The retreat of the movement was caused by both objective and subjective phenomena. Its own internal weaknesses — lack of radical leadership and program — were magnified by its lack of true allies. Organized labor and white workers generally abstained from support, and the Left gave support, but played little of a vanguard political role. White radicals’ cheerleading of Black nationalism, coupled with their treatment of all movements as mutually separate, operated to stall what might have been a vast united front.
Ruinous sexism. Women were the organizational driving force behind the administration of SNCC’s (Student Non-Violent Coordinating Committee) day-to-day activities. … Black women contended for leadership within SNCC at a staff meeting in 1964. Stokeley Carmichael, then ascending to SNCC leadership, responded with his infamous and destructive answer: “The only position for women in SNCC is prone.”
SNCC soon after declared itself to be a Black nationalist organization, and it slowly finished its degeneration. A powerful, militant and radical Black leadership organization had gone under, a victim of race/sex and class contradictions that it could not — or would not — solve.
Permanent Revolution. Permanent Revolution is the worldwide, uninterrupted and uninterruptible struggle of all oppressed people, led by the proletariat, for economic, social, and political equality. Running like a connecting thread through the fabric of Permanent Revolution is irrepressible Black protest and revolution.
The theory of Permanent Revolution first formulated by Marx and later extended and enriched by Lenin and Trotsky, states in essence that the unfinished tasks of bourgeois democracy can only be completed by proletarian socialist revolution.
Further, the Permanent Revolution is international in character and scope, and all democratic struggles are indissolubly bound up with the success of workers’ revolution in the advanced industrial countries.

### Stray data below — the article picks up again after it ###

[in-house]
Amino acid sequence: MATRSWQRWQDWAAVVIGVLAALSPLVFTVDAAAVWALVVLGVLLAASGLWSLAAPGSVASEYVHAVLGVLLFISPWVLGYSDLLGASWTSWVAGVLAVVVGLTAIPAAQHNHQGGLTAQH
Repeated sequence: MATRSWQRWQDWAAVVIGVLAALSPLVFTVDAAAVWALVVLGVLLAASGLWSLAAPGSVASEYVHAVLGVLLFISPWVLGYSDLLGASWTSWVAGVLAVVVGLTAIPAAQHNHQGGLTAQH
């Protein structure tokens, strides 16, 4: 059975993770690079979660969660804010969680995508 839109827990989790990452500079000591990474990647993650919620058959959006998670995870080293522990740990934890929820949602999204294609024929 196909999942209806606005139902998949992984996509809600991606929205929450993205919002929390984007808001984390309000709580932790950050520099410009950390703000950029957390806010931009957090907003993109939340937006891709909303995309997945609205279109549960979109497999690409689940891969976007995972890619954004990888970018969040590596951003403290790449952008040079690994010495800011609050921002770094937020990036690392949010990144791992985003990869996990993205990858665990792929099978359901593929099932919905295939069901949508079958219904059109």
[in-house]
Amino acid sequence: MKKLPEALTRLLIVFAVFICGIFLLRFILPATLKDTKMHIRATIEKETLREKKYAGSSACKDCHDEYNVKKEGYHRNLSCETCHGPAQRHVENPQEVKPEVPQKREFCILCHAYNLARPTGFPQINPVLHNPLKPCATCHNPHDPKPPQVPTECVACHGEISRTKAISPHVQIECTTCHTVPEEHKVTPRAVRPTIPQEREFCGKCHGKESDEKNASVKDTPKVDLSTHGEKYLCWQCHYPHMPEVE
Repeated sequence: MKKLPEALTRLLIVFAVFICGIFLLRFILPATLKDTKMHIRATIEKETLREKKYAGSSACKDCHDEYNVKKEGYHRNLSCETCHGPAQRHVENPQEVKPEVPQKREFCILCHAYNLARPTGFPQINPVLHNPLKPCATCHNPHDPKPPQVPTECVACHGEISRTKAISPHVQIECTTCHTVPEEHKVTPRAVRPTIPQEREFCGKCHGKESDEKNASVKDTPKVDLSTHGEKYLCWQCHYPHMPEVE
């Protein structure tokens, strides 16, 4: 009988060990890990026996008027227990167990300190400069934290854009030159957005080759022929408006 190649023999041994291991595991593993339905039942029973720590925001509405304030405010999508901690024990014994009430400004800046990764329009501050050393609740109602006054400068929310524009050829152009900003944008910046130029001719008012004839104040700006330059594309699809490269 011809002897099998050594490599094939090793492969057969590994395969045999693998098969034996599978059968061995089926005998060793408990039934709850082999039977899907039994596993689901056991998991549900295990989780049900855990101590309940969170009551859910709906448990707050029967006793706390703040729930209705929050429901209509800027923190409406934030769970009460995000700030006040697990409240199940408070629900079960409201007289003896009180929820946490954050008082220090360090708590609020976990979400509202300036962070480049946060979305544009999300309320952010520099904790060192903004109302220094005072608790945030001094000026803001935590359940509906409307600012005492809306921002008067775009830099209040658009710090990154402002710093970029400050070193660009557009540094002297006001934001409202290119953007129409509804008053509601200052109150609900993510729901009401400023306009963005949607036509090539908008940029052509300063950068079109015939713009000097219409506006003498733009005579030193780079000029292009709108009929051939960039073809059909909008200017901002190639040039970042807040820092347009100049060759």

Permanent Revolution today takes aim at the capitalist state, its institutions, and the entire system of racist, sexist, and homophobic relations which hold bourgeois rule in place. It is a total revolution — at once economic, social, and political. Nothing less will free us once and for all from capitalism.
Black revolt. Black liberation in the U.S. and world socialist revolution are mutually interdependent.
Black people’s struggle for equal rights in this country is a democratic struggle par excellence. But it cannot fully succeed within the framework of capitalism, which has from the beginning subsisted on racist inequality. There is no way that capitalism can allow Black equality. Black liberation and survival are thus inextricably tied to the success of socialist revolution. But, in turn, the revolution cannot succeed without Black struggle and leadership.
The U.S. Black movement is overwhelmingly a workers’ movement inside the heartland of world imperialism. Black people are, and always have been, among the most oppressed and most militant of U.S. workers. Their struggle is a central rallying point for labor unity and, by that fact alone, is a death threat to capitalism.
The Black movement, moreover, inspires oppressed people all over the world: other people of color movements in this country, the feminist and lesbian/gay movements in every country, the nationally and racially oppressed from Northern Ireland to South Africa and Australia, and the socialist and labor movements in Asia, Latin America, Europe, and Africa.
In the U.S. and across the globe, at a thousand different points, Black liberation and Permanent Revolution mutually strengthen and enhance one another.
It is the intrinsic, necessary, and natural internationalism of American Blacks that will, in the final analysis, prove to be the salvation of society.
The theory and practice of Revolutionary Integration — assimilation into revolution — is the Bolshevik feminist contribution to the theory and practice of global revolt! It is fundamental to the program of the Freedom Socialist Party.